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Re: Plan Z

Post by lwd » Fri Sep 19, 2008 6:02 pm

VeenenbergR wrote:...The navy was fine but the surface ships were only needed to support the goals of the strategic sub fleet.
The 10 auxillary raiders, the 3 Panzerschiffe, 2 Scharnhorst (upgraded Panzerschiffe) and 2 Bismarcks were usefull, albeit the Bismarcks and Scharnhorsts better could have been exhanged for 200 extra subs. The Hippers were too expensive as assistants in convoy battles aiding other major warships.

No need actually for the 6 light cruisers and 40 destroyers. These could have best used in the Channel to attack the British convoys there or when bound for the Irish Sea.
How would they have acomplished the invasion of Norway without the above?

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Re: Plan Z

Post by VeenenbergR » Sat Sep 20, 2008 10:04 am

to Iwd: For the invasion of Norway the Germans used almost all their warships. Only Leipzig and Nürnberg were left behind.
They lost heavily: the brand new Blücher (arguably the finest heavy cruiser then on the planet), 2 light cruisers, 10 destroyers, a dozen supply and cargo ships and some subs. The German subs which were present fired a lot of torpedo's on scores of British warships, but these all failed to explode. Lucky British (again?). The Luftwaffe carried out scores of air attacks with few results either. All in all the British were far more effective than the Germans. The German subs which were present were dearly missing on the Atlantic roads and therefore missing the chance to kill at least two dozen cargo ships.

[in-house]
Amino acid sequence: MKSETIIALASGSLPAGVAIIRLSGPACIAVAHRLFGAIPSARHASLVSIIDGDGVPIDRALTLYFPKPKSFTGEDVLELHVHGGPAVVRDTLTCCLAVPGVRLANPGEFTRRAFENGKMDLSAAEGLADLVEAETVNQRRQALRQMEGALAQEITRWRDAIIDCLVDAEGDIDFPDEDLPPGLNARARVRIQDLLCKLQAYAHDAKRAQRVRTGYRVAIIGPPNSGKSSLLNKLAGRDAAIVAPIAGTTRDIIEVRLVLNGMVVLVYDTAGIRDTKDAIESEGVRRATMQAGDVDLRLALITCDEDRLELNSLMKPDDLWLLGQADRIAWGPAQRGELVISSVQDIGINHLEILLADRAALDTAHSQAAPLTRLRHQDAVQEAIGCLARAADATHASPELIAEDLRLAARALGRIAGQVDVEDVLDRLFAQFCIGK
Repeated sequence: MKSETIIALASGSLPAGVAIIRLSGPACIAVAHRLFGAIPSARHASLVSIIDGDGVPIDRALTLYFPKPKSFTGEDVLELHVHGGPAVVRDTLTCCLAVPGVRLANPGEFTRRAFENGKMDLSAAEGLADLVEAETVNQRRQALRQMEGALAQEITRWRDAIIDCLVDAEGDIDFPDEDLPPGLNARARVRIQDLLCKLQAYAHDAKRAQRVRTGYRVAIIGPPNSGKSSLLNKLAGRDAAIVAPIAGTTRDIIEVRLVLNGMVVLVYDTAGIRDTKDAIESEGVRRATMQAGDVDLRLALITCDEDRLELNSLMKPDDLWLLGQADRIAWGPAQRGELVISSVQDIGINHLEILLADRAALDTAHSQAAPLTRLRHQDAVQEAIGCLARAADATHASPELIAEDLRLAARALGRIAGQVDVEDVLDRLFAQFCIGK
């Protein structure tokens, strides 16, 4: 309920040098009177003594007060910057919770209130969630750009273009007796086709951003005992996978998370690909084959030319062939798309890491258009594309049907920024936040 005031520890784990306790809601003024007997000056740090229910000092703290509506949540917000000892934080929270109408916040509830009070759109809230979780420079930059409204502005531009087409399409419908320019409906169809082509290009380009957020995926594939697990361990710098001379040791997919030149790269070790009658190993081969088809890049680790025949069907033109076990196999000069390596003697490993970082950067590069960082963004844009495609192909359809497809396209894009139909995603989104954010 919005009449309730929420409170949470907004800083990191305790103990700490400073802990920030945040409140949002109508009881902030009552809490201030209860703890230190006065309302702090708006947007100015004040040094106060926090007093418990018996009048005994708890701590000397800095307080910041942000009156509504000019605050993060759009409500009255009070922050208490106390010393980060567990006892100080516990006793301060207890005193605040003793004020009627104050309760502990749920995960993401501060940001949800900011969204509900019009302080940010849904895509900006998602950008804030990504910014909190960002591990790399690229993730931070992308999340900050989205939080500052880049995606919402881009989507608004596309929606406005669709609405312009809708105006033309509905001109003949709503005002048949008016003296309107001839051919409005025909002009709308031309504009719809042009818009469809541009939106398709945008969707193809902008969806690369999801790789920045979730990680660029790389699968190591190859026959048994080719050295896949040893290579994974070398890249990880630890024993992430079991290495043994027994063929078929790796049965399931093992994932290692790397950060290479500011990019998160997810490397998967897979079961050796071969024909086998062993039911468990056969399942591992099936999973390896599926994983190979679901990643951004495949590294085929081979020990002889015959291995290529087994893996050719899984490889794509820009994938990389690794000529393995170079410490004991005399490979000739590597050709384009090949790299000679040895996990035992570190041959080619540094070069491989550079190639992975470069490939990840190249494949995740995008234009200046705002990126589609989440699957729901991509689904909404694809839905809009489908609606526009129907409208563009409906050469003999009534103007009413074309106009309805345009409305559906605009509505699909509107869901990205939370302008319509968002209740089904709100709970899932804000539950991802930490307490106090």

Admiral Marshall then made up losses somewhat when he attacked the Glorious but missed his opportunity to finish the more dangerous Ark Royal!. As I followed all the many discussions attacking these carriers on this forum was risky to a certain extend: the chance to obtain a torpedo hit (even less than 20%) and the importance of keeping the 2 capital ships intact to influence the whole seawarfare in the North. Reader was in my opinion also right. Glorious being not a very important target either.

After the invasion Germany technically could do with the non-atlantic ships which were left over to guard the coast or escort German heavy units in the upcoming convoy battles in the Barentz Sea. So, in my opinion, no extra destroyers were actually needed. Still Germany built their Narvik destroyers which were possibly already in the shipyards.

Note: the Luftwaffe losses in the battle for Norway were also quite high. In effect they were high over Poland, Norway (high losses of the Ju52), Holland (notably here with over 300 planes, many of them the priceless Ju52, lost!) and France!!!
The Ju52 played a key role in the occupation of Norway. So Dietl his mountain troops were supplied and kept from surrendering. The Luftwaffe also paid a high prize which would have an impact in the Battle of Britain.

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RF
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Re: Plan Z

Post by RF » Mon Sep 22, 2008 8:25 am

RNfanDan wrote:They also led in the field of genetics. Look where THAT got them....
One aside to this that gets no mention today is that it was discovered through some of these experiments conducted in the 1930's that nicotine smoked in cigarettes causes cancer, the ''popular'' belief being that that was discovered in the 1950's.
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RF
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Re: Plan Z

Post by RF » Mon Sep 22, 2008 8:28 am

VeenenbergR wrote: They lost heavily: the brand new Blücher (arguably the finest heavy cruiser then on the planet)
The loss of this ship was of course entirely avoidable on the part of the Germans, as possibly some of the other ships.